For me, experiencing the joys and turmoils of life, and writing about them, are part of my identity. Without these life experiences, I would have nothing to write about. So for now, I have chosen for my work not to be invisible any longer.

In what ways are you an “invisible writer?” Are there memories you need to get out on paper as a way of healing, or are there ones that find a way in your own creative work, such as a memoir or novel?

Renee Roberson is an award-winning professional freelance writer and editor with hundreds of print and online articles and columns to her name. In addition to writing for regional parenting and city magazines and blogs, she is a Blog Tour Manager for WOW! Women on Writing. Visit her at Renee's Pages.


Sioux Roslawski said...

Renee--I am SO glad to hear that you've decided to make your words visible. Artists of all kinds need to be true to their art. They have to paint/sculpt/sing/write with their heart--their whole heart.

Write. Write it down fearlessly. Write it true. And when you're looking for an audience, I'll be in line to buy your book.

I began my WIP as straight memoir. However, I was dealing with some difficult life events, and found that if I fictionalized things, I could end up with a more satisfying (and healing) ending. I plan on having an author's note at the end where I lay bare some of the details... of how things really went down.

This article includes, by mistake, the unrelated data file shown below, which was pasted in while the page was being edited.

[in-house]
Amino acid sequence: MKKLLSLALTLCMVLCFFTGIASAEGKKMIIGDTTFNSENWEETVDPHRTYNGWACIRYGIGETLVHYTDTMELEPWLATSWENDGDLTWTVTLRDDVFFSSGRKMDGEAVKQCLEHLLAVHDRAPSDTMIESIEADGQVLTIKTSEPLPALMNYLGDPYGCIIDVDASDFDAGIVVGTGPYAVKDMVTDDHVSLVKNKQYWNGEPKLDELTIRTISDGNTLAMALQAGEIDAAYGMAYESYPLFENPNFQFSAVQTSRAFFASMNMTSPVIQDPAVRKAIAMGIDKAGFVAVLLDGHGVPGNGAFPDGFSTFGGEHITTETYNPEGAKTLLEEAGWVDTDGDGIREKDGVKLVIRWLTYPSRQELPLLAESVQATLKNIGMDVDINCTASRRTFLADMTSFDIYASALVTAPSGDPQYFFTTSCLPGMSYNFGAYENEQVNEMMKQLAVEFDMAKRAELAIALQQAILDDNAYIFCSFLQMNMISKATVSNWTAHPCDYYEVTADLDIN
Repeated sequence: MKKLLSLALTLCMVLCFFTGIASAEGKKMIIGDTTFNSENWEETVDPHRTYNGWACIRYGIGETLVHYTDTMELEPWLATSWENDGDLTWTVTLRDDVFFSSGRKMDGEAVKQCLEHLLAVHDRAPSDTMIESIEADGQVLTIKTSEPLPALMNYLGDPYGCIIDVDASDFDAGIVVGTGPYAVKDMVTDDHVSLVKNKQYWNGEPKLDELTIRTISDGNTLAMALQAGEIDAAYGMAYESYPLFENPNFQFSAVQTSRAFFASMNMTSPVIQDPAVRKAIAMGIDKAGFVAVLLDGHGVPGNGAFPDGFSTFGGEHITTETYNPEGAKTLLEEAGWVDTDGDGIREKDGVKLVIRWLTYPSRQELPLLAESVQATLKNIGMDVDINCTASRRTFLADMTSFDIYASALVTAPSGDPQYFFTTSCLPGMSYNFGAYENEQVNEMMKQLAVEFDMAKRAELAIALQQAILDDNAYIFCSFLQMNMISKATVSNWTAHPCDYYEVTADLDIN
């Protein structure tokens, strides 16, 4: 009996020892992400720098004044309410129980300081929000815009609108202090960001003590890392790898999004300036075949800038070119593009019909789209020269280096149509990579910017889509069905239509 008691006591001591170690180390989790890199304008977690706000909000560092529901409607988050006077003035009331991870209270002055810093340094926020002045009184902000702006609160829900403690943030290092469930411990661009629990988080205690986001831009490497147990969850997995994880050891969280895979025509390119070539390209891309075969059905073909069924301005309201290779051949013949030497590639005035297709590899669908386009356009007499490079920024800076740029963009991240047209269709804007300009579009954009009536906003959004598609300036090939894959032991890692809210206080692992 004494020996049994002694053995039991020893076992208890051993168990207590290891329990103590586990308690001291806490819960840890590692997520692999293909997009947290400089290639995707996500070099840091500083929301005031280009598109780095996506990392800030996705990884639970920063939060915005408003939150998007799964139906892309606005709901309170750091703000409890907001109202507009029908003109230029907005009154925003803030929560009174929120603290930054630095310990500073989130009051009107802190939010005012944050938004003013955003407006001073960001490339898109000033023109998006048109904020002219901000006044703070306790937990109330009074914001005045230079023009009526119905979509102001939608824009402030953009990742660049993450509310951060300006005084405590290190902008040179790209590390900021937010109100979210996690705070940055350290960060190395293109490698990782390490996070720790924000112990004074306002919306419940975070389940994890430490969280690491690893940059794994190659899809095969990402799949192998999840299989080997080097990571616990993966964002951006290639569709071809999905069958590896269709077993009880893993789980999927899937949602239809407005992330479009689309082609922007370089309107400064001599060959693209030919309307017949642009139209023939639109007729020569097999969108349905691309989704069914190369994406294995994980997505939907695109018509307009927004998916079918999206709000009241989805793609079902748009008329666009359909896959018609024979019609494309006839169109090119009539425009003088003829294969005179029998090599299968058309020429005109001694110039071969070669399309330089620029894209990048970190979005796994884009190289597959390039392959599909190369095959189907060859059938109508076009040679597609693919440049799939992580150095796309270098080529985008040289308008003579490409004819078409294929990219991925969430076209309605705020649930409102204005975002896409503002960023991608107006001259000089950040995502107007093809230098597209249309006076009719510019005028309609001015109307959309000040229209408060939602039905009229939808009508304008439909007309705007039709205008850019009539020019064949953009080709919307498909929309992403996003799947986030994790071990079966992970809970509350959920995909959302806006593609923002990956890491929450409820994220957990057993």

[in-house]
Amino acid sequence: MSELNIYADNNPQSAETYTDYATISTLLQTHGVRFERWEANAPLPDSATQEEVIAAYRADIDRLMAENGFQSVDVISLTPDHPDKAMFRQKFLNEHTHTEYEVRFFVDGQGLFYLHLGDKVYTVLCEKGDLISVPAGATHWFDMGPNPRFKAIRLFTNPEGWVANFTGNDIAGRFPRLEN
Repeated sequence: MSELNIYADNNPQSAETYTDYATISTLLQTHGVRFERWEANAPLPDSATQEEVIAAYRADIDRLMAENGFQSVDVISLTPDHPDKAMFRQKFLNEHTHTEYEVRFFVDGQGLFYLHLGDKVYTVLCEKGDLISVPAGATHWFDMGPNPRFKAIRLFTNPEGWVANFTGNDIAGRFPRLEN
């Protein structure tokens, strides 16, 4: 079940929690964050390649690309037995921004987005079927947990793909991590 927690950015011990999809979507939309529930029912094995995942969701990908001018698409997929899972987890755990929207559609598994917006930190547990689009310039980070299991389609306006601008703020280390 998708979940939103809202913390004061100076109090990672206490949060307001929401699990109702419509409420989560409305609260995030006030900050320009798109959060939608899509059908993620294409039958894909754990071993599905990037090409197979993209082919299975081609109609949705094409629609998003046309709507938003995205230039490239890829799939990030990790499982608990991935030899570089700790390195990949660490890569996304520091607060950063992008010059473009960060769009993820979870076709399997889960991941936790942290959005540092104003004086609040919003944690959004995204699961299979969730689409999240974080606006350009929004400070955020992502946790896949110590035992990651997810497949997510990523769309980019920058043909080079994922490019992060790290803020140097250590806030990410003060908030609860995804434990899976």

So hurry. Write. Finish it. I'm waiting. Your other followers are waiting.

Margo Dill said...

I also think getting memories down, whether you plan to publish them or not, helps clear your mind. More and more, I think there is something to journaling/morning pages.

I really wanted to write a story about my first engagement (which never became a wedding), but it was so hard when I was going through it. And the real version sounded flat and ridiculous on the page. I finally turned it into a short story with some actual details--and it was shortlisted for a pretty good literary mag contest and they wound up publishing it in their online journal.

SOmetimes it takes time, distance, a different form--but getting out our life experiences does make us grow as writers.

Suzanne Lilly said...

This article is so true. I remember when I first began writing and I wrote a thinly veiled story about my stepmother's suicide. I was so afraid to share it with my critique partners, but I needed to write to help myself heal. It was surprising when my critique partners did not think the story was realistic. They felt the main character, (whom they didn't know was me) was not honest and did not react as they felt she should have. It was an eye opener for me, and I've since learned to dig even deeper when dealing with the aftermath of emotional loss. We all have our secrets that we harbor, and we all react to experiences in ways as individual as each of us are. Writing is therapeutic, and I've come millions of miles since that time. Also, writing is a unique as each author, because how we experience things are so different. Thanks for a great article, Renee.